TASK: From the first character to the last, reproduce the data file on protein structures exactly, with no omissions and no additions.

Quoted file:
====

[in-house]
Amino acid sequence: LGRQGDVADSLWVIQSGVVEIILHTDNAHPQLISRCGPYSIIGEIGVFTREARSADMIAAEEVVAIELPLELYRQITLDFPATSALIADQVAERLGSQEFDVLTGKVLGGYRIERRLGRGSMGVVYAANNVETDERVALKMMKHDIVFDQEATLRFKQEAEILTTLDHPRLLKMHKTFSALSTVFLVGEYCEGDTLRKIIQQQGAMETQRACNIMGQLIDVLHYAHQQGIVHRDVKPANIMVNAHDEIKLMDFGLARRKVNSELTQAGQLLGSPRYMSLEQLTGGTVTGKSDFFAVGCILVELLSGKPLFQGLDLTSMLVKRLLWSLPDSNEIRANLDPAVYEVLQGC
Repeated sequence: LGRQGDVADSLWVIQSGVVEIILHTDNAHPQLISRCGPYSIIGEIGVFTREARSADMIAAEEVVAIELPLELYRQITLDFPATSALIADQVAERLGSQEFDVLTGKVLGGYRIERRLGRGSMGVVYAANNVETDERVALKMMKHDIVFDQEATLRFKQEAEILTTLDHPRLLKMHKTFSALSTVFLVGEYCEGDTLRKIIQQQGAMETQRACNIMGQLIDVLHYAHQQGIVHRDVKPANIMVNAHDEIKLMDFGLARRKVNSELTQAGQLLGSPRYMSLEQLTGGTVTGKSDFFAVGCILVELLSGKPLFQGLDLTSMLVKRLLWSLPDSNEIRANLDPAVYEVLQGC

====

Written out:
[in-house]
Amino acid sequence: LGRQGDVADSLWVIQSGVVEIILHTDNAHPQLISRCGPYSIIGEIGVFTREARSADMIAAEEVVAIELPLELYRQITLDFPATSALIADQVAERLGSQEFDVLTGKVLGGYRIERRLGRGSMGVVYAANNVETDERVALKMMKHDIVFDQEATLRFKQEAEILTTLDHPRLLKMHKTFSALSTVFLVGEYCEGDTLRKIIQQQGAMETQRACNIMGQLIDVLHYAHQQGIVHRDVKPANIMVNAHDEIKLMDFGLARRKVNSELTQAGQLLGSPRYMSLEQLTGGTVTGKSDFFAVGCILVELLSGKPLFQGLDLTSMLVKRLLWSLPDSNEIRANLDPAVYEVLQGC
Repeated sequence: LGRQGDVADSLWVIQSGVVEIILHTDNAHPQLISRCGPYSIIGEIGVFTREARSADMIAAEEVVAIELPLELYRQITLDFPATSALIADQVAERLGSQEFDVLTGKVLGGYRIERRLGRGSMGVVYAANNVETDERVALKMMKHDIVFDQEATLRFKQEAEILTTLDHPRLLKMHKTFSALSTVFLVGEYCEGDTLRKIIQQQGAMETQRACNIMGQLIDVLHYAHQQGIVHRDVKPANIMVNAHDEIKLMDFGLARRKVNSELTQAGQLLGSPRYMSLEQLTGGTVTGKSDFFAVGCILVELLSGKPLFQGLDLTSMLVKRLLWSLPDSNEIRANLDPAVYEVLQGC